Southeast Asia: Snapshots Reveal New Asia Rising

The place: Singapore. The time: October 2006. Ear-splitting drums and energetic lion dancers welcome dignitaries onto the stage for the official launch of Rockwell Automation's Asia Pacific Business Center. “The Center will be the world headquarters for several of our product lines and undertake the entire value chain: from R&D to engineering and from manufacturing to marketing,̶...

03/01/2007


The place: Singapore. The time: October 2006. Ear-splitting drums and energetic lion dancers welcome dignitaries onto the stage for the official launch of Rockwell Automation's Asia Pacific Business Center.

“The Center will be the world headquarters for several of our product lines and undertake the entire value chain: from R&D to engineering and from manufacturing to marketing,” announced Mr. David Johnson, vice president and general manager of the center. “The intention is to have 50% of [Rockwell Automation] revenue generated from outside the U.S. by 2009, and the Asia Pacific Business Center plays a pivotal role in this undertaking.”

The place: Vietnam. The time: November 2006. Intel announces it will increase the size of the plant under construction in Ho Chi Minh City to 500,000 square feet, and up its investment to US$1 billion. By 2009, it will be the largest single factory within Intel's assembly and test network.

“This will probably lead not just to other investments by Intel, but other investments in the high-tech electronic community here in Vietnam,” said Intel chairman Mr. Craig Barrett. “Its output will serve the world marketplace, not just the Southeast Asian marketplace, and not just the Vietnamese marketplace.”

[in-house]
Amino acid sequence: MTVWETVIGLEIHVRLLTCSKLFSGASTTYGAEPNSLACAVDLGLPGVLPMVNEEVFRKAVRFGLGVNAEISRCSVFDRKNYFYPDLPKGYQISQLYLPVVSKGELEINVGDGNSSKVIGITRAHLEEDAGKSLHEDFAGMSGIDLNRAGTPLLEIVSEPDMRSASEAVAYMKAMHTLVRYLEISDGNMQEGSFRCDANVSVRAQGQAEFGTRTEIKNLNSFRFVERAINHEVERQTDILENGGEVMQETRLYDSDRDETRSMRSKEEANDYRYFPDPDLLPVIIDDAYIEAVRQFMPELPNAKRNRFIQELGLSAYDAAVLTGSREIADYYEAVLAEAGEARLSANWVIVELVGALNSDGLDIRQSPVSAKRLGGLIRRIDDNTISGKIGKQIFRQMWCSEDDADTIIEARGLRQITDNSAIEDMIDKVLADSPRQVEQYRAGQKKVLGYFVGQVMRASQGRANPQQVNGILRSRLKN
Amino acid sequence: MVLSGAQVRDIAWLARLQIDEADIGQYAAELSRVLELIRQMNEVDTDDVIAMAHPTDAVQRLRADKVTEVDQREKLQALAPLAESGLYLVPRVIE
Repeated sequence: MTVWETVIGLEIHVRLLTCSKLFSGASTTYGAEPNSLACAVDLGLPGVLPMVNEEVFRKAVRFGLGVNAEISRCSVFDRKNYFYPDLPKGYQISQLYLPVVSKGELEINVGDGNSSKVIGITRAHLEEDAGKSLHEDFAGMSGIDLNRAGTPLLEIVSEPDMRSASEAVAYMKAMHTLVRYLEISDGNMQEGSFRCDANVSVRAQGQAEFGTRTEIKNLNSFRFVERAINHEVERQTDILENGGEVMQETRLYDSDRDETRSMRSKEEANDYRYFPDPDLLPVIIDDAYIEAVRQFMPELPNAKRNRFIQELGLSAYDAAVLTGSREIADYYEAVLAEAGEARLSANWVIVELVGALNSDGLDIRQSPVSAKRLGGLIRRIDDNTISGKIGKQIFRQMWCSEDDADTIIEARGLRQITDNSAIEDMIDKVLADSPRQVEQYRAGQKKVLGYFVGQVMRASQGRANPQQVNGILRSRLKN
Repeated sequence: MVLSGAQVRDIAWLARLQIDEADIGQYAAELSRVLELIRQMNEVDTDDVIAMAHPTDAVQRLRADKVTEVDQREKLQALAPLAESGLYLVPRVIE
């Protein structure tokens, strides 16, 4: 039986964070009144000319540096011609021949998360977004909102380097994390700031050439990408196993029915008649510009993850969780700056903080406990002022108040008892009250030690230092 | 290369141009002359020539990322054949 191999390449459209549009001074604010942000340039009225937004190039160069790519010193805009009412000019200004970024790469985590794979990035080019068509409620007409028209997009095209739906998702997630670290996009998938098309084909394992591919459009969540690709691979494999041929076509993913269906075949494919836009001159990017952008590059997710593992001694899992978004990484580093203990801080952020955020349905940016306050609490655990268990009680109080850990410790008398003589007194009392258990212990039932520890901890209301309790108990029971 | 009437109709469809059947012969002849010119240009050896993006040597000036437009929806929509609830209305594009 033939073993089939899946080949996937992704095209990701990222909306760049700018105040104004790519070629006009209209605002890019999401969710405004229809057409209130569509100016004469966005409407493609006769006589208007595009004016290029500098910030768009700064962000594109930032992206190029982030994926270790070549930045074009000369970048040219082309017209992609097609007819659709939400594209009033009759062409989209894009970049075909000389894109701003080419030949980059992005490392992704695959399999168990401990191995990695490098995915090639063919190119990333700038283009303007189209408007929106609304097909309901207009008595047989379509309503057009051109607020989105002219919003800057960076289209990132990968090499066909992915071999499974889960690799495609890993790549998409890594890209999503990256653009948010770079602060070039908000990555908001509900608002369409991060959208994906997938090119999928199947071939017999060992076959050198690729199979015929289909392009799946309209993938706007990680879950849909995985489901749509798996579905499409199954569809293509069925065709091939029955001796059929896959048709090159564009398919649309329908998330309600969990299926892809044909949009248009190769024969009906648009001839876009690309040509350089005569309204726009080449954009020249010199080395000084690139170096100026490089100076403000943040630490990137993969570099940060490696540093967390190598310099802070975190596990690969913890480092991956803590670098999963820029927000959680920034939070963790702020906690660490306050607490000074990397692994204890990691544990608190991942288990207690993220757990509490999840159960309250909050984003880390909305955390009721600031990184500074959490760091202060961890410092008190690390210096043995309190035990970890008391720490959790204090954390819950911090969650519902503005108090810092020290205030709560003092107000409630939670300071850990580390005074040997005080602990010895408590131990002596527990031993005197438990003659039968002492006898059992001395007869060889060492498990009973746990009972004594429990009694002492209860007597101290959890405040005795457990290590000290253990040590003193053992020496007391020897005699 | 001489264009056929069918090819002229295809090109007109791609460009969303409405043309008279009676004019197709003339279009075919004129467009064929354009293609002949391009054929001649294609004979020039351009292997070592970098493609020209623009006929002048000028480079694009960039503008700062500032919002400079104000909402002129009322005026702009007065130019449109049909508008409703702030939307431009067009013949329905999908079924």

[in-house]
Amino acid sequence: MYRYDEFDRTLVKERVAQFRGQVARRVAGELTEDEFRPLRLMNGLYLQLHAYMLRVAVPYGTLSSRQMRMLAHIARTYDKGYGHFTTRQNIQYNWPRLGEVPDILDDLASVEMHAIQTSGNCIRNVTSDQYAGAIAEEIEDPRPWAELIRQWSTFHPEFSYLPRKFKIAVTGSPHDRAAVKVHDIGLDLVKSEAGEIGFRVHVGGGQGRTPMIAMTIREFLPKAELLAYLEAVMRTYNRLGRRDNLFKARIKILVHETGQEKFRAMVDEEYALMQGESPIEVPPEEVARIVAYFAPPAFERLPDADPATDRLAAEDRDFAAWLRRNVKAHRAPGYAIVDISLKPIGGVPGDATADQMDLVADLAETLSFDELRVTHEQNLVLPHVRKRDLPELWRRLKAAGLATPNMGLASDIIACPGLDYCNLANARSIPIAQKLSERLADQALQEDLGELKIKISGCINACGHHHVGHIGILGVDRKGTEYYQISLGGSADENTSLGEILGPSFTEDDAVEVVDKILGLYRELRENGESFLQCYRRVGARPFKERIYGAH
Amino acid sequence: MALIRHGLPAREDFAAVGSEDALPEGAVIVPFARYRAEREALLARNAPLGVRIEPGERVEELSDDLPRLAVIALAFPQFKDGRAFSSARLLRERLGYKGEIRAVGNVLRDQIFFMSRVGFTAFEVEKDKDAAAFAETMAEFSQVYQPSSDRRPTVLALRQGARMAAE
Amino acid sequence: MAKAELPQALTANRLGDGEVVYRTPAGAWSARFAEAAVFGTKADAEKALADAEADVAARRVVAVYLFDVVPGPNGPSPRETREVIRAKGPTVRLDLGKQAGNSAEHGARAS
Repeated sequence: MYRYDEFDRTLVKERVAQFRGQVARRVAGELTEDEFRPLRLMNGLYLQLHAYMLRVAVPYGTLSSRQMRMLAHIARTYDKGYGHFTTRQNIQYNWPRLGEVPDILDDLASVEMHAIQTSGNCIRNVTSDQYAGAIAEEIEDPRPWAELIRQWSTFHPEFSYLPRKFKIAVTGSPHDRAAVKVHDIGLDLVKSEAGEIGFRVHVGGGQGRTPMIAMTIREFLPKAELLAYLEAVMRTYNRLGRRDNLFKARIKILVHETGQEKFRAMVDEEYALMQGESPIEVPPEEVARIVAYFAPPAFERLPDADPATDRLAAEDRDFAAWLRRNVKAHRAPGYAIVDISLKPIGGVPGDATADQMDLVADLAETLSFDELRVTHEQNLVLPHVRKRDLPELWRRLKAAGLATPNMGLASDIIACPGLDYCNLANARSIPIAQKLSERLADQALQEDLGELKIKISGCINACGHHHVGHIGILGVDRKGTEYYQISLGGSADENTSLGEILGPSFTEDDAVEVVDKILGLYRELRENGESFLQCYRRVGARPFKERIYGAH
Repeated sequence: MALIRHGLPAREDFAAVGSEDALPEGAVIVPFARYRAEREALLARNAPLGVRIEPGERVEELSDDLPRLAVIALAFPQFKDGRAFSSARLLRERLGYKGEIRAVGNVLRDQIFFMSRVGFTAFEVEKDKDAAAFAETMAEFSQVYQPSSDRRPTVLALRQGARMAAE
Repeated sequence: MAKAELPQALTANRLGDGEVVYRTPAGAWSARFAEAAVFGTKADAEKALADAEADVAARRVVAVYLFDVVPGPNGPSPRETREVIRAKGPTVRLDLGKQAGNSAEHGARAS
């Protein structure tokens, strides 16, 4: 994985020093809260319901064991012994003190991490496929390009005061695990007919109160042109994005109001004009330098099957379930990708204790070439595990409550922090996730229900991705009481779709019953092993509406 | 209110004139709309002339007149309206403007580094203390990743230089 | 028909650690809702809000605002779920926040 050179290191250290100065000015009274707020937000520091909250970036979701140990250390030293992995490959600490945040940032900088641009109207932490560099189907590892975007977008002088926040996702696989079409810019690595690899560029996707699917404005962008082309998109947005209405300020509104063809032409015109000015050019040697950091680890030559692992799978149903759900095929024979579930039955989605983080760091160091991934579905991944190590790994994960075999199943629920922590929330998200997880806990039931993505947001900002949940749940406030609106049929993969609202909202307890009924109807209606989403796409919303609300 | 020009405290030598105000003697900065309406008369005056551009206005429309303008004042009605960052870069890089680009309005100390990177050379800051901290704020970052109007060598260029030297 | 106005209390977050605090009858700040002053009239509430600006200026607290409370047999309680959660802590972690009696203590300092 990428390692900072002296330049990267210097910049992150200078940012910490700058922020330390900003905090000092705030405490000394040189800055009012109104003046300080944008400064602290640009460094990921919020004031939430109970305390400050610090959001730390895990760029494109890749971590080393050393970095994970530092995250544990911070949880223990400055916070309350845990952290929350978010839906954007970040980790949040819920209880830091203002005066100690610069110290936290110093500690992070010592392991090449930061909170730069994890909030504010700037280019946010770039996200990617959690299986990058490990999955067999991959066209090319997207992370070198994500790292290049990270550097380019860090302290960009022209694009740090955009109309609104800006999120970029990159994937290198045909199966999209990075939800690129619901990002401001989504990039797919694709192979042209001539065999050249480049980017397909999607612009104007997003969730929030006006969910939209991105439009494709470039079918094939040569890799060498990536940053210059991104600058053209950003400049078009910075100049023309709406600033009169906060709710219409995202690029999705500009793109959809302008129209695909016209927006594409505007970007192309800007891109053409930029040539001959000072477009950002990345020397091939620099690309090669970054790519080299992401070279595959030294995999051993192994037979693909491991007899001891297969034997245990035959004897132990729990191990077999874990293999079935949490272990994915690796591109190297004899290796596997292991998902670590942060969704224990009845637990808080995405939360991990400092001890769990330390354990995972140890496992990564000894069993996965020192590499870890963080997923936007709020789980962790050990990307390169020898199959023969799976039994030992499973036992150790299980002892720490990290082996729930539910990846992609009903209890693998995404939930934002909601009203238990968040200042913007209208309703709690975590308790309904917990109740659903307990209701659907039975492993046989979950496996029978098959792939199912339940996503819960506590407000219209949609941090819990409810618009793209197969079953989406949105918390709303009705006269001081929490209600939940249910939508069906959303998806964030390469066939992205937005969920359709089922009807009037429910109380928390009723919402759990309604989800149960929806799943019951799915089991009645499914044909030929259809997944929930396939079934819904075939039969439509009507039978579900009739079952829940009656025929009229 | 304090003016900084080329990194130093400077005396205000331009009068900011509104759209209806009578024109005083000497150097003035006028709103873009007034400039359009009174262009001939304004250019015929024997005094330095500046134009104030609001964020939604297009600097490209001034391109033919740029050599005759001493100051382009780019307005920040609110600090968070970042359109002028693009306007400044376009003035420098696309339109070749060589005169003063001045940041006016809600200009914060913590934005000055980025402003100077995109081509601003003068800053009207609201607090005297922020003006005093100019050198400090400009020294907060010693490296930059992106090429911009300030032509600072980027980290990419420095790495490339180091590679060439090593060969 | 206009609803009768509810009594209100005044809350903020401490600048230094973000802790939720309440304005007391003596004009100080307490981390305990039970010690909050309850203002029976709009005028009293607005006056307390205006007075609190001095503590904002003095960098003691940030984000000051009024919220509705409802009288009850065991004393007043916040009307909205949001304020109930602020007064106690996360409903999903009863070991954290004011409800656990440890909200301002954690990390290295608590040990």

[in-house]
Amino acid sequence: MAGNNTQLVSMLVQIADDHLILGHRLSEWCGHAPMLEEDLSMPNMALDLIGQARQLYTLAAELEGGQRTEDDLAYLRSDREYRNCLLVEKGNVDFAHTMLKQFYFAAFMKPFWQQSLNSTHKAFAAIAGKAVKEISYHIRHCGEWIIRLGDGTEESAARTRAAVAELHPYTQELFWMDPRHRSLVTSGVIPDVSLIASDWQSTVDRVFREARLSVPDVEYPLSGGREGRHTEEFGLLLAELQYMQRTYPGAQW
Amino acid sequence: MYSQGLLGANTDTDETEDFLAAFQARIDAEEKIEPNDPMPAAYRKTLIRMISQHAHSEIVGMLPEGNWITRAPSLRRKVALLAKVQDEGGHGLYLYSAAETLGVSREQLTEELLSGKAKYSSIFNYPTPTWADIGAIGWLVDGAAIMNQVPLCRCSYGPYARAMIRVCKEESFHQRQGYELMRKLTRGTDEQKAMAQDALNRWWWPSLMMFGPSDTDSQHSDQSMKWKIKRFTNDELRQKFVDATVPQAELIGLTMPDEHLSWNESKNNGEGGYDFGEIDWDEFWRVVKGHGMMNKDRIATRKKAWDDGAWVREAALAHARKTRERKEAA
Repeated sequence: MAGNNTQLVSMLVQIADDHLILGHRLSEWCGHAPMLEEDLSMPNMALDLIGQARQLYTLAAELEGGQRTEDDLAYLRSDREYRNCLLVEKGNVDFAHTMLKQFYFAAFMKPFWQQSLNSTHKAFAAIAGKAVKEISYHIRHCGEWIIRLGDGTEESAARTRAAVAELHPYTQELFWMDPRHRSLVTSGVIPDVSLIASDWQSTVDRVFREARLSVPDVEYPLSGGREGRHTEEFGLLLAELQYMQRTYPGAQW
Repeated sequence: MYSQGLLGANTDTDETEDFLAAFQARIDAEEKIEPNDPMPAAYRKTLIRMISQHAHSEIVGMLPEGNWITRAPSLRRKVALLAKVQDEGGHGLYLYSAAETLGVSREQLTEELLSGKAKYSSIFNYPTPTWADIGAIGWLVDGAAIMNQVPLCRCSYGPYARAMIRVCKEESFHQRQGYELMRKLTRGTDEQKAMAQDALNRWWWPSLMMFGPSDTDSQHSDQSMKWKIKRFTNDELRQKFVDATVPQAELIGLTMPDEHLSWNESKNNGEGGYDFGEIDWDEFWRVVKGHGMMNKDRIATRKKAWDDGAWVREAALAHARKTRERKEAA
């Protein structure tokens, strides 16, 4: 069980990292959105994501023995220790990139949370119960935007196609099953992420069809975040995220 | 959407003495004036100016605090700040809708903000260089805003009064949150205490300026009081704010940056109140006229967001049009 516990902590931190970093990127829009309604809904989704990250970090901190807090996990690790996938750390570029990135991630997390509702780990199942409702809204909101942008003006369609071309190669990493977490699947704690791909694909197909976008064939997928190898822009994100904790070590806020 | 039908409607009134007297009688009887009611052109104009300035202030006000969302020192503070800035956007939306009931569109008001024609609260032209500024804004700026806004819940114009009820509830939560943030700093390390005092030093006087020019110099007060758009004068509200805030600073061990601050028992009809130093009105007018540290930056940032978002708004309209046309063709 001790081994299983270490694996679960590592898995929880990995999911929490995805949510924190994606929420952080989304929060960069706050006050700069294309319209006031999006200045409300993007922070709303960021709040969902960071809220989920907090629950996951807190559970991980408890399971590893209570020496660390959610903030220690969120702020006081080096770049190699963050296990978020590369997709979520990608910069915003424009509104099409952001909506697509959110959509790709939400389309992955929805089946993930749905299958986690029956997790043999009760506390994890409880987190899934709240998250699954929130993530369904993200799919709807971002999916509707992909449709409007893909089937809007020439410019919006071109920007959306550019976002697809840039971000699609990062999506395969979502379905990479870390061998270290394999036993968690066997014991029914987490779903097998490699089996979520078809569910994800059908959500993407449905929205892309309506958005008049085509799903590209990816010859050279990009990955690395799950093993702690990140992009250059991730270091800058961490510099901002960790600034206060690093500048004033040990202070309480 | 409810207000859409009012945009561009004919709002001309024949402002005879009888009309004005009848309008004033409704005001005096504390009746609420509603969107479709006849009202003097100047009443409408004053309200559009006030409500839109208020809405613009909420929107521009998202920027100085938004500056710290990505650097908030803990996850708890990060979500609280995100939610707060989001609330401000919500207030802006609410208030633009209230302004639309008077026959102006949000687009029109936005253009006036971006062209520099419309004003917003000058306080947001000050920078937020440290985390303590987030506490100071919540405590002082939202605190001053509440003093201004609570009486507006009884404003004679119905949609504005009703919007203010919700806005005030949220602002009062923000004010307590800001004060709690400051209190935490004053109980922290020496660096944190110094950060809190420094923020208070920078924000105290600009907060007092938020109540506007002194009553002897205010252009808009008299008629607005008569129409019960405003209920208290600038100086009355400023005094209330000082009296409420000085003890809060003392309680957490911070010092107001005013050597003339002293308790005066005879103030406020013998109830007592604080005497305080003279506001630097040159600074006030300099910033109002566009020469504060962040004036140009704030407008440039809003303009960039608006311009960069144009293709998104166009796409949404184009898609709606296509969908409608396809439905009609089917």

Grant Thornton's International Business Report 2007, which polled some 7,200 business leaders in 32 countries, finds Asian business owners to be the most confident in the world, with India, the Philippines, and Singapore in the top four.

These are just some snapshots of the Asia Pacific region. Once largely perceived as a low-cost source of goods destined for the world's Wal-Marts, the Asia story now increasingly involves higher-valued, more complex manufacturing for worldwide markets, as well as global responsibility for engineering, design, and supply chain hub activities.

As the region's economies continue to expand and living standards rise, significant consumer markets are increasingly being established within Asia itself, pushing companies to establish production sites to satisfy burgeoning local — rather than just Western — demands.

ASEAN grows

With most of the world's media attention understandably focused on the two rising giants of China and India, it is perhaps to be expected that much less is known about the region known as “Southeast Asia.” Southeast Asia is best defined as the countries within ASEAN (Association of Southeast Asian Nations), a group formed in 1967 to, “accelerate economic growth, social progress and cultural development in the region, and to promote regional peace and stability.”

Rather like the European Union, ASEAN (pronounced a-see-an) has expanded over the years. The five founding members (ASEAN-5)—Indonesia, Malaysia, Philippines, Singapore, and Thailand—were joined by another five: Brunei in 1984 and, more recently, Vietnam, Laos, Myanmar, and Cambodia.

There are rather extreme differences in development level among the 10 nations, as illustrated by Singapore's GDP per capita of about US$25,000 and Myanmar's less than US$200 GDP per capita. With small but wealthy Brunei almost wholly driven by its oil and gas reserves, manufacturing activities in the region are essentially concentrated within six key countries: the ASEAN-5 plus rapidly rising Vietnam.